The army has since deployed in the Bekaa valley to protect the Syrian tank trucks travelling to Syria via Dahr el Baider, reported LBCI television.
1718 GMT: Day 700. And EA Worldview has covered it from day 1...
1705 GMT: Rebels Overrun Republican Guard Palace. It may not be a huge strategic, but it is certainly a symbolic one. According to activists, the rebel fighters have captured a Republican Guard palace in Adra, east of Damascus. Videos such as the one below show the rebel fighters attacking the palace, capturing prisoners, and taking control of the building:
1656 GMT: A.A. Guns Captured at Jisrah Airbase. We've been covering the rebel capture of an Assad airbase 25 miles east of Aleppo. Not only were bombs and jets captured, weapons which may have limited value to the rebels, but several large anti-aircraft guns were also captured, including several Zu-23-2s, arguably the favorite weapon of the rebels, seen here in a stationary bunker. The Zu-23-2 can be mounted to a truck, it can be used to target Assad aircraft, but it is also a formidable heavy machinegun capable hammering Assad troops, vehicles, and buildings. It's a familiar sight, especially in areas where the rebels are turning the tide and winning victories.
1622 GMT: Rebels Press attack on Aleppo International Airport. The AP reports that smoke is rising near Aleppo's main airport, and the rebels have attacked a base that guards the airport. The airport is now largely used for military purposes, and is the largest airbase in the north:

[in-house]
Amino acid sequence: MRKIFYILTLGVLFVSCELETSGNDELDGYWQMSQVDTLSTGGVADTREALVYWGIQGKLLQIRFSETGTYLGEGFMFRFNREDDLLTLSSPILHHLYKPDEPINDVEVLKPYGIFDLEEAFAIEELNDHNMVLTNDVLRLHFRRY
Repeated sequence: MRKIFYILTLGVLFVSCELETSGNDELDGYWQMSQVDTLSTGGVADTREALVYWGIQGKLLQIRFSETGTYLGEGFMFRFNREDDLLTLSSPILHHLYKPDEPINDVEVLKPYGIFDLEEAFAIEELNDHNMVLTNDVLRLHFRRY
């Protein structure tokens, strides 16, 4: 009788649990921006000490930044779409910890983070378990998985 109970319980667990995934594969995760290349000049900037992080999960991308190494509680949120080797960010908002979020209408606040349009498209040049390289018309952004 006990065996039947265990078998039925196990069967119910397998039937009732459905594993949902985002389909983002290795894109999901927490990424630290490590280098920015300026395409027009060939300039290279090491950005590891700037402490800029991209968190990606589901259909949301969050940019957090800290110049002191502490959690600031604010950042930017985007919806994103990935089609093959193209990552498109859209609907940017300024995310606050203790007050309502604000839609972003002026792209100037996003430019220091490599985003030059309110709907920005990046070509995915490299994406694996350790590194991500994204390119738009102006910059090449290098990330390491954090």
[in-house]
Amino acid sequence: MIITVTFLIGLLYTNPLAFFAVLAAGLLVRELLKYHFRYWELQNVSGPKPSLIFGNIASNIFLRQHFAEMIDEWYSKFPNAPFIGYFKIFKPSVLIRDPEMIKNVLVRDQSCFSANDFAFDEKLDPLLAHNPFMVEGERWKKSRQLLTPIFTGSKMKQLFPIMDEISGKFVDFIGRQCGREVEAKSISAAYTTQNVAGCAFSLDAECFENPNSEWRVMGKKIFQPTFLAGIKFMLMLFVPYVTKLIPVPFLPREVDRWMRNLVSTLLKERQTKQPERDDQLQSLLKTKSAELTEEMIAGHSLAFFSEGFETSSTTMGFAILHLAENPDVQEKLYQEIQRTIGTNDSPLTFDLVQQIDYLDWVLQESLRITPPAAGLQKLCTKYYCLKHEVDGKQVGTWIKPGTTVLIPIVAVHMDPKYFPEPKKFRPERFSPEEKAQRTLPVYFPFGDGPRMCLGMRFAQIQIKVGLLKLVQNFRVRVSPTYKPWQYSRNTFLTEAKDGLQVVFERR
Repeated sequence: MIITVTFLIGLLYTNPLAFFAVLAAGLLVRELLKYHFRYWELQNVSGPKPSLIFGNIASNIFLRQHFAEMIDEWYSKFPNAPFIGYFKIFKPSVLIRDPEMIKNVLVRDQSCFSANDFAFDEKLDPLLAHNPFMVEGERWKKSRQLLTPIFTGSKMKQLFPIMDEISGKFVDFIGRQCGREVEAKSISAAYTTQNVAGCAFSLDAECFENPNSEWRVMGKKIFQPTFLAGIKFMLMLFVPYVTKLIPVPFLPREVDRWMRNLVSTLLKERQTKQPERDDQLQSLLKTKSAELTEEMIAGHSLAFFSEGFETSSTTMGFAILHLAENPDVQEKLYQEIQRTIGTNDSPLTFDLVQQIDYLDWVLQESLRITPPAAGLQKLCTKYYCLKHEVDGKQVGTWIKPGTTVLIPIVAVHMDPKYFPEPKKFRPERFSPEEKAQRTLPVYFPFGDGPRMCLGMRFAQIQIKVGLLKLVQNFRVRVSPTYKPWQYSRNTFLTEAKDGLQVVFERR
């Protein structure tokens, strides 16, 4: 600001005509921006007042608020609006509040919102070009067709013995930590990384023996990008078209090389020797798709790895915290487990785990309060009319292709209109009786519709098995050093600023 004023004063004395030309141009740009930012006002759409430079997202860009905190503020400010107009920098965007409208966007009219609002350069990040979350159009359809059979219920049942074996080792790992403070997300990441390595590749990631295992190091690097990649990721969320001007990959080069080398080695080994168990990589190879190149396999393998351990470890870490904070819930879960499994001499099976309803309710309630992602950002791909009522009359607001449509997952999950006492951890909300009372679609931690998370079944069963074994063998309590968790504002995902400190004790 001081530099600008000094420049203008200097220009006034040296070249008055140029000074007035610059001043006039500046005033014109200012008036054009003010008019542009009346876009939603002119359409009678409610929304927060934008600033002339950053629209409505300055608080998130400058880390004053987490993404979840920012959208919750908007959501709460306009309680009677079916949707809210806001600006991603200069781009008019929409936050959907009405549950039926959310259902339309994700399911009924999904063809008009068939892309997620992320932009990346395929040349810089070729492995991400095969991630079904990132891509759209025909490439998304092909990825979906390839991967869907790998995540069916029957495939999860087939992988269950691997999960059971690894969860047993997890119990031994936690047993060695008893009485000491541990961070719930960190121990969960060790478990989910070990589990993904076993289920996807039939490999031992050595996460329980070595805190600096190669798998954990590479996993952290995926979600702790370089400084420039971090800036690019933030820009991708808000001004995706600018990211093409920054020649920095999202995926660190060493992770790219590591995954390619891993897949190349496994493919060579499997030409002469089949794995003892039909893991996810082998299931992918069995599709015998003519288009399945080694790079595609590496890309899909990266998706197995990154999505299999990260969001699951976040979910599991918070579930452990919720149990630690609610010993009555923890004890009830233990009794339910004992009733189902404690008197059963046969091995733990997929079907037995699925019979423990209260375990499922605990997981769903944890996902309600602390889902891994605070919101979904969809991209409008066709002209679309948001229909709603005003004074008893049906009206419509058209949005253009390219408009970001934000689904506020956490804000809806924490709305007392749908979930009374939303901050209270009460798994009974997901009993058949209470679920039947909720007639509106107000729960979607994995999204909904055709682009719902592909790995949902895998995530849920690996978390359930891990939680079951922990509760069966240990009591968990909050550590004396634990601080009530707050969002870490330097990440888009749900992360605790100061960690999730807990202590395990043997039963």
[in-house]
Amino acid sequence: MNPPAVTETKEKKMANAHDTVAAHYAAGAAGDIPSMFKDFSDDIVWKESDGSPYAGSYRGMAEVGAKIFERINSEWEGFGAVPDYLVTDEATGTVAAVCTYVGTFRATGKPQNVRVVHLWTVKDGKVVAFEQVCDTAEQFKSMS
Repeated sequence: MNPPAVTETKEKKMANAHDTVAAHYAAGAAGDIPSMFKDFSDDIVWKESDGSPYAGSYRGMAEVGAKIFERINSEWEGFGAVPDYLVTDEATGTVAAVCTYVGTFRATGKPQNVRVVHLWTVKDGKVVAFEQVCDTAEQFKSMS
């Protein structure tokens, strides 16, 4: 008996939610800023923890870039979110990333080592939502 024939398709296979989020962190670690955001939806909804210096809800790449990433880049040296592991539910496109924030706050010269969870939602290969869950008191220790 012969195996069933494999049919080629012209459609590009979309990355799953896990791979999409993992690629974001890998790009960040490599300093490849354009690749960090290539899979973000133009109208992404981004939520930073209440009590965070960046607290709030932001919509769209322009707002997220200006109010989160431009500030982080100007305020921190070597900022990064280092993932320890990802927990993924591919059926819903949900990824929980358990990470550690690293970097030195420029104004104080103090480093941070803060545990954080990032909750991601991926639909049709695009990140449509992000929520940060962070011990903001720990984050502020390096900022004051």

Activists say rebels have stormed a base that is in charge of protecting the international airport in the contested northern city of Aleppo, leaving dozens dead. The Britain-based Syrian Observatory for Human Rights and the Aleppo Media Center say opposition fighters captured large parts of the "Brigade 80" base near the city's main civilian airport. The Observatory said there were "tens" of casualties
A video reportedly showing smoke rising above the base, headquarters for the 80th regiment, after it has fallen to the rebels:
Heavy weaponry used by the rebels against Assad positions near the airport:
Heavy fighting, and the sounds of aircraft, near the airport:
The significance of this should not be understated. The fact that the rebels are able to bring this much firepower to bear on Assad positions as important as these suggests that Assad not only does not have the armor to react, but that the airforce is stretched so thin it cannot strike back against rebel tanks and vehicles.
More importantly, this could explain the pace of gains elsewhere in the area. If Assad's major airbase in Aleppo is this threatened, just hours after a small airbase to the east was captured by the rebels, then this will have a significant impact on Assad's operational capabilities in the north.
1520 GMT: Blackouts Cost Billions. As fuel is in short supply, and electrical production and power lines are damaged in the fighting, roving blackouts are now a familiar part of life in Syria. However, the regime itself now reports that these blackouts have cost the country more than 2 billion dollars:
Widespread blackouts have caused economic losses of around $2.2 billion for Syria nearly two years into a spiralling conflict, electricity minister Imad Khamis has said.